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Chapman Bachler

Chocolate Supa Highway

Home was the quintessential record of 1995. It blended rhymes, beats, consciousness, soul and hip-hop poetry in one tight package. Chocolate Supa Highway is a well-paved sequel that allows more R&B and dreamy strings to merge into the heavy traffic. "Get Lifted" would sound like a TLC track if it weren't for vocalist Michael Franti's basso profundo. He allows his booming voice to soften for some intense Maxwell-style smooch music on "U Can't Sing R Song" and "Comin' to Gitcha," a primordial slow jam with Zap Mama's Marie Daulne. The CD really takes off when Spearhead rolls into emotional, storytelling territory. "Why, Oh Why" is an honorable tribute to Franti's schoolyard basketball pals. "Life Sentence," "Tha Payroll," "Gas Gauge" and a stunning, restrained version of the Disposable Heroes of Hiphoprisy track "Water Pistol Man" are the other standouts. The sound has changed somewhat, but the knowledge and honesty remain intact. (Todd S. Inoue)

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The Simpsons
Songs in the Key of Springfield

The Simpsons has always been a cartoon geared for adults and so is this brilliant collection of tunes culled from the brilliant series. It's not likely that kids will tumble over laughing to the "Stop the Planet of the Apes" musical starring Troy McClure, but adults with good memories will appreciate the satire. A lot of pros chip in: Beverly D'Angelo ("Bagged Me a Homer"), Tony Bennett ("Capitol City"), Michael Jackson ("Happy Birthday, Lisa"), Jack Sheldon ("The Amendment Song") and Tito Puente ("Señor Burns"). Songs in the Key of Springfield also contains numerous production numbers from the show, lots of dialogue, and several variations of the opening and closing music for the show. This CD has got it all for the hard-core fan--the antidote for dull road trips or stale answering-machine messages. (Todd S. Inoue)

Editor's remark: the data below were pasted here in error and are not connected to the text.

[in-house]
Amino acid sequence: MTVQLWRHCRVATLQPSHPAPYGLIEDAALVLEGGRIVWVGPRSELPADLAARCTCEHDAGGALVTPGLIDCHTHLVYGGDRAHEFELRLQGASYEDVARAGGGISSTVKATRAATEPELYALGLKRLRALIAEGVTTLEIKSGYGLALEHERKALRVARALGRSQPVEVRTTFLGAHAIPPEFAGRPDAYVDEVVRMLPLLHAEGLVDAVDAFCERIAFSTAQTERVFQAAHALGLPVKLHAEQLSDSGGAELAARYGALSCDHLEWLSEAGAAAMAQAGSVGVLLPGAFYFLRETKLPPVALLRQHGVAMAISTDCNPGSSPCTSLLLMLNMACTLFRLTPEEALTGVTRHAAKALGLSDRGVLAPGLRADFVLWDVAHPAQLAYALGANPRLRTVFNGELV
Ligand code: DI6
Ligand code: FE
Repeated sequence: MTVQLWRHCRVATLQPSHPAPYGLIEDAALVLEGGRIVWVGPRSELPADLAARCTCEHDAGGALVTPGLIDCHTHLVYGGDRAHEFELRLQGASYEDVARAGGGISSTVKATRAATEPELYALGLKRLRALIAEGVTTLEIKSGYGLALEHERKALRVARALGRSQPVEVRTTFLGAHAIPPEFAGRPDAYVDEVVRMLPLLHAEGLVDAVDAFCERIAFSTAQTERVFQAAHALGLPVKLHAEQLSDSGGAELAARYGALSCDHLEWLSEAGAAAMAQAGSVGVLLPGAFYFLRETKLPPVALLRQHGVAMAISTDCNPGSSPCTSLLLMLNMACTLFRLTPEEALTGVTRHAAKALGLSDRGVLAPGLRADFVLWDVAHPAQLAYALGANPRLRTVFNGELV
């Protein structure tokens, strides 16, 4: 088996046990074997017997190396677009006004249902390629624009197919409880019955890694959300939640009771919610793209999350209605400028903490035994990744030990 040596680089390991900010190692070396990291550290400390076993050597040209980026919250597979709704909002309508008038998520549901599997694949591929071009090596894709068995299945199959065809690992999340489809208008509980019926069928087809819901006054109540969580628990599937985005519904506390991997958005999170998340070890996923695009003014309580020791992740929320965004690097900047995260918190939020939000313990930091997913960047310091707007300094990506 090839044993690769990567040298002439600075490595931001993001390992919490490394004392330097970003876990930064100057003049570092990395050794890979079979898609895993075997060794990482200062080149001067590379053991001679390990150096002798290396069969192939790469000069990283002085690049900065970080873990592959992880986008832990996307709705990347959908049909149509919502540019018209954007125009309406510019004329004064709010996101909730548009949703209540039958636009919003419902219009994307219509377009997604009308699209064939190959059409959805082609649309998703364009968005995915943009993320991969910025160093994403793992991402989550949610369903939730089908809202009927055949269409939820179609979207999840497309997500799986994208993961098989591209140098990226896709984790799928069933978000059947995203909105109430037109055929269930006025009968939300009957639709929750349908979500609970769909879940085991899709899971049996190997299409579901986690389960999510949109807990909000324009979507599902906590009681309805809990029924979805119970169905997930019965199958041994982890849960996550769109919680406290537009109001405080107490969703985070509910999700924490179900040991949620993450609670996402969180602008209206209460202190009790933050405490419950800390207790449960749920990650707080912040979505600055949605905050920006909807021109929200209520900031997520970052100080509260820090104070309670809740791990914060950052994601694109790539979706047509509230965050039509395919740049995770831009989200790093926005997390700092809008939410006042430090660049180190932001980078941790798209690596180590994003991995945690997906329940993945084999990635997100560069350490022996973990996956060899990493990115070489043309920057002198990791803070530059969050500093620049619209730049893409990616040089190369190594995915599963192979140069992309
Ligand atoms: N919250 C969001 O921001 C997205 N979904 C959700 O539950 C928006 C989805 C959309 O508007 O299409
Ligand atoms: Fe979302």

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Cutty Ranks
Six Million Ways to Die

The CD jacket tells much of the story. Against a dark background is a profile of ragga star Cutty Ranks. Protruding from his right cheek like a fleshy mountain range is an ugly scar, obviously the work of a switchblade. Raggamuffin, the Jamaican version of gangsta rap, is riven with violent imagery; not for nothing is Cutty Ranks' joint titled Six Million Ways to Die. "Undertaker," "Hit Man" and "One Gun Two Gun" are not the sort of stuff you wanna knock boots to. Of all the "Ranks" out there, from Shabba on down the line, Cutty is perhaps the most listenable; like his brethren, Cutty exults in a rhythmic rat-a-tat-tat vocal delivery--forget the melody. Jamming with the likes of drummer/arranger/songwriter Sly Dunbar certainly doesn't hurt his sonic hit-man potential. Guest Eddie Fitzroy's idiosyncratic vocal helps lift "Guiltiness" above the pedestrian; the two ought to consider working together more often. "Time to Die" flaunts an irresistible groove, whose ingredients include a wry baritone sax, burbling synths and, above all else, Cutty's sharp tongue. (Nicky Baxter)

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From the March 20-26, 1997 issue of Metro

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